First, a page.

Wall Colliders in Inspector
Note: the -- values are the ones that are different between the selected GameObjects.

If we take a look at the Scene then we can also see that each wall is now surrounded by a green rectangle:
Wall Colliders in Scene
Note: the green rectangles are the colliders. They are only shown in the Scene and not in the final game.

We can also select only a single wall to see all the values correctly:
Top Wall Collider in Inspector

Adding the Dotted Line

Alight let's add the dotted line in the middle. We will use the following texture:

We will select it in the Project Area and then apply the same Import Settings that we used before:
Dotted Line Import Settings

Afterwards we can drag it from the Project Area into the Scene. We will position it in the middle of the game:
Dotted Line in Scene
Note: the dotted line is a great example to understand how Unity's Physics work. Right now the dotted line is just a texture. Just something that we can see. The ball will not collide with the dotted line unless we add a Collider to it (which we won't, because the ball is not supposed to collide with it).

Creating the Rackets

The Racket Texture

We will use yet another white texture for the rackets:

We will use the following Import Settings for it:
Racket Import Settings

Our game will have two players, one on the left and one on the right. So let's drag the racket into the game twice and position it once on the left and once on the right:
Rackets in Scene

Renaming the Rackets

Again to make our lives easier later on, we will rename the two rackets to RacketLeft and RacketRight in the Hierarchy:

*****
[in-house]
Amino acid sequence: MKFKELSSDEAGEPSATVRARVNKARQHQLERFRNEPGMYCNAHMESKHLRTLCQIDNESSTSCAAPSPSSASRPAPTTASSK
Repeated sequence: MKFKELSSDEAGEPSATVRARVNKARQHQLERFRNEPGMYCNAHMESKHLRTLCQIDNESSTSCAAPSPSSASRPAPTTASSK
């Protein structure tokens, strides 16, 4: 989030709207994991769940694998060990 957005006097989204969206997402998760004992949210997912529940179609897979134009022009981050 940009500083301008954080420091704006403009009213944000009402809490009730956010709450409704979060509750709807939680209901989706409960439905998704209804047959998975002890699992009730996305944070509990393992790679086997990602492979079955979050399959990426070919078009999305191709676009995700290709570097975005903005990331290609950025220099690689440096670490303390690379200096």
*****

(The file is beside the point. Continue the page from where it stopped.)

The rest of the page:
Rackets in Hierarchy

Racket Physics

Okay so our Rackets should make use of Unity's Physics Engine. At first they should be able to collide with the wall, hence why we add colliders again by selecting both Rackets in the Hierarchy, then pressing Add Component->Physics 2D->Box Collider 2D in the Inspector so that they look like this:
Racket Colliders

The player should also be able to move the Racket upwards and downwards later on. But the Rackets should stop moving upwards (or downwards) when they collide with a wall.

What sounds like some complicated math will be ridiculously easy in Unity, because a Rigidbody does just that. It always adjusts an object's position so it's physically correct. For example, it can automatically apply gravity to the object, or it can make sure that our Rackets will never move through a wall.
Note: as a rule of thumb, everything physical that moves through the game world will need a Rigidbody.

To add a Rigidbody to our Rackets we just select both of them in the Hierarchy again, then take a look in the Inspector and press Add Component->Physics 2D->Rigidbody 2D. We then modify the Rigidbody 2D to disable Gravity (because there is no gravity in a pong game), enable Freeze Rotation Z(the rackets should never rotate) and set the Collision Detection to Continuous and enable the Interpolation so that the physics are as exact as possible:
Racket Rigidbody in Inspector

Racket Movement

Let's make sure that players can move their rackets. That kind of custom behavior usually requires Scripting. With both rackets still selected, we will click on Add Component->New Script, name it MoveRacket and select CSharp as the language: